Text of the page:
The non-intimidating Gallery Wall
Walk around one either of the two homes we have viewed this month and you will see something in common. Though the styles are like oil and water, one being a classical romantic Victorian and the other a mid century masterpiece with clean lines and a clear touch of modern, they both make use of the gallery wall to show a selection of smaller artists pieces that would otherwise appear lonely when given a wall of their own. Here we have gone through some steps to building you own gallery wall with you own art, no matter the style.
Step One – The Collection
With this project, we get the hardest part out of the way first. This may take some people years or decades, it can also be completed in one tour of your favorite local antique town, flea market, or if you are already an avid collector perhaps just a trip to the attic. In order to narrow the field of what you are looking for, try to think of some defining feature that ties the art together. Remember it does not only have to be paintings; in the examples in this article, home owners have chosen to mix photographs, paintings, drawings, needle work, mirrors, and even objects into their collections.
Step Two – Prepare Each Item to be Hung
This process will vary from item to item, depending on the size, frame (or no frame). For framed pieces, the general wisdom is that one should use round eyes and picture hanging wire. Items that are not framed can be hung in a couple of different ways. One can create a small ‘shelf’ out of two nails at the bottom of the painting, with one at the top to snugly hold it into place. The second option is to use cotton string, with small loops in each corner, creating and X on the back, where the picture can be hung.
Step Three – The Arrangement
Once you have chosen all of the item you want to hang, its time to begin thinking about the order in which you want to hang the items. Find an open space on the floor that is at least as large as the wall you want to hang and layout your items. Think about the overall shape that the arrangement will form and how it will direct the eye in the room. In the fruit selection, the overall shape gives us an inverted triangle, making the eye travel upwards. The room in which it is hung has immensely high ceilings, and the shape was designed to encourage the eye to take in the entire space. For the hang in Marella Consolini’s house, which we covered this month, the collection takes up an entire piece of wall between two doors, so she has chosen to space out her items to make use of the entire space. She however likes to do things a little differently, “That wall moves around a lot, I don’t like symmetry, so I start by putting one thing in, and try to find a rhythm. To some that may sound like a night mare, but I could spend hours moving pictures around.” pondered Marella.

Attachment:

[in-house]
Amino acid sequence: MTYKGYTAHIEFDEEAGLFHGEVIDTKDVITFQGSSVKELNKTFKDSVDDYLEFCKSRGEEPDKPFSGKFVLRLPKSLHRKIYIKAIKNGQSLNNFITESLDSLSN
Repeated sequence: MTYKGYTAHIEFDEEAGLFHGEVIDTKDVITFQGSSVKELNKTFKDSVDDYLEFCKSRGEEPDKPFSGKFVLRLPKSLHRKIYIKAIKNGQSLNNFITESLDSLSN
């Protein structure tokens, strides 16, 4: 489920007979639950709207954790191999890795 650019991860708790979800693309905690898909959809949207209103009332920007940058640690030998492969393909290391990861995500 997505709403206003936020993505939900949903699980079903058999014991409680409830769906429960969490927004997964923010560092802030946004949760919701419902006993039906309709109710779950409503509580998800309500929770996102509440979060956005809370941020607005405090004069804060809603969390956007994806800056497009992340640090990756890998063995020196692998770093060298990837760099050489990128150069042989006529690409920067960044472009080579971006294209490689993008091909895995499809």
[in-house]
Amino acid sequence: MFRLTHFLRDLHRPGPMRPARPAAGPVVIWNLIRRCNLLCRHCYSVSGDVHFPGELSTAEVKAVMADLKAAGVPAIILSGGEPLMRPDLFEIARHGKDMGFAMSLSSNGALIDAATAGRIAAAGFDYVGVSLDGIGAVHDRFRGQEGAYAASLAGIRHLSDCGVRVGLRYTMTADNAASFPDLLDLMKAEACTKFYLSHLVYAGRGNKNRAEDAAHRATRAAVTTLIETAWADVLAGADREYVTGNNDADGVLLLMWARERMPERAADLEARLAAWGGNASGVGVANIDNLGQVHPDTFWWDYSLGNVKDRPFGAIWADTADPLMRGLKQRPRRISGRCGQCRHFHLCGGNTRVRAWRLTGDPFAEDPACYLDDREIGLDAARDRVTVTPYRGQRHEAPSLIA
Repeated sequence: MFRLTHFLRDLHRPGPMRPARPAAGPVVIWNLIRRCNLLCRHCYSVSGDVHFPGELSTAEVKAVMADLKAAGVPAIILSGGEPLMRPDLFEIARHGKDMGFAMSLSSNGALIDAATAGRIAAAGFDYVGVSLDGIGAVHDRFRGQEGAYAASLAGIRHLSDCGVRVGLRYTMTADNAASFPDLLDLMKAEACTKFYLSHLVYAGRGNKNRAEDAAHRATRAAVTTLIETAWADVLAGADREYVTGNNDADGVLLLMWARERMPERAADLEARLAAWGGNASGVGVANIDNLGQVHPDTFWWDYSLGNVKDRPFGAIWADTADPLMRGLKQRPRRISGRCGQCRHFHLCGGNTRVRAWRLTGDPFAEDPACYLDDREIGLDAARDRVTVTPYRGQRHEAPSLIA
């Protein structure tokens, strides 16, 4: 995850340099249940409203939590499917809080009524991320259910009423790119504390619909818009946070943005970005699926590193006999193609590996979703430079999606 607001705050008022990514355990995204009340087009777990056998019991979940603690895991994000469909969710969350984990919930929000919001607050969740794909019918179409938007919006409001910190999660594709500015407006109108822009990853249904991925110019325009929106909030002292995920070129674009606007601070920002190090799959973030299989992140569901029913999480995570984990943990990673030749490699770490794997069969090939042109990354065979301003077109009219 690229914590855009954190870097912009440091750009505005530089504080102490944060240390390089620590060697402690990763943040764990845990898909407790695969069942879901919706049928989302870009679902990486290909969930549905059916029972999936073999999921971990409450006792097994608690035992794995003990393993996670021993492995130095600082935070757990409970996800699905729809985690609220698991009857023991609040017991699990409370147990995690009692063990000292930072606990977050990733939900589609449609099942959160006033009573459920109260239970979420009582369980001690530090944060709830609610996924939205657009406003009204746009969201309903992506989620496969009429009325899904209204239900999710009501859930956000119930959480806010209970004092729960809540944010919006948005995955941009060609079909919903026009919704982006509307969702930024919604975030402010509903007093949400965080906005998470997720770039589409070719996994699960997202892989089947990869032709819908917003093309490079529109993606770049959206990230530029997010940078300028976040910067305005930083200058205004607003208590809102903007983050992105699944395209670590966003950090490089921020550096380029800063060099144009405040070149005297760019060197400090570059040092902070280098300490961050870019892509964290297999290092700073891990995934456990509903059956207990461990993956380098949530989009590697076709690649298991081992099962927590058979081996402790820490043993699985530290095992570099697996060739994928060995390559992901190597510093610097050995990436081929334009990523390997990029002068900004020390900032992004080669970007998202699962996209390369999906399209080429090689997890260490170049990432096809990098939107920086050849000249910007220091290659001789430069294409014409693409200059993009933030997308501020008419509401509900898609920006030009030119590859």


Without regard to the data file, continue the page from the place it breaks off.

Once you have laid out your items, try them in as many different shapes and orders as you can imagine; you may be surprised at what you find attractive.
Step Five – Do The Math
At this stage I find it helpful to create a diagram using graph paper to note all of the distances and measurements, this does not have to be to scale, but should just give you the opportunity to get all of the measurements you will need in order to hang all of the items at once.
Start by measuring the hanger height of each item. This means the distance between where the hanging element ends (where the nail will ultimately sit) and the top of the frame. Remember that string or picture wire will stretch a bit when bearing weight. I like to do this by taking a tape measure, hooking the wire end into the picture wire and pulling it straight upwards. Then measure where the center of the piece is. This two dimensions will give you the exact placement of your nail. Add this to your diagram.
Decide on the distance you want to have between each each painting. This may be the same in every direction, or you may choose to center paintings over each other, making them out of line with the paintings next to them, but have the same distance in the vertical spaces. Once you have decided on each of these, add that information to your diagram as well!
Step Six – Mark the Wall
With your carefully plotted diagram in hand, it is time to measure the spacing on the wall. Here you will need a pencil (preferably one with a good erasure), or for the brave souls working on this project you can also go straight for a pen or permanent marker! Begin by measuring the central point of your collection; the painting in the middle. Mark this by measuring the center of the wall, and the hight from the floor you have chosen. From this mark you should easily be able to measure the other distances up and over from the central point.
Step Seven – Hammer and Nails
We recommend using a picture hanger with and nail, This will make it easier to straighten the work once it has been hung, however, a small nail, hammered in at an angle will also do.
Step Eight – The Fun Part
Once all of the nails and hangers are hammered in, be sure to go around with the erasure and remove any marks you may have made in the process.
Finally; hang the art and enjoy!
Bravo! Very informative! Your family has put so much time and energy into creating this online magazine . Your passion shines through. Thank you for all the photos! I can’t wait to see this every month . Love the history section too!
I loved this display and information. I have a large wall between two doors and have always wanted o use this space. You have given me great ideas. Never thought I could mix so man different hangings. Thank you
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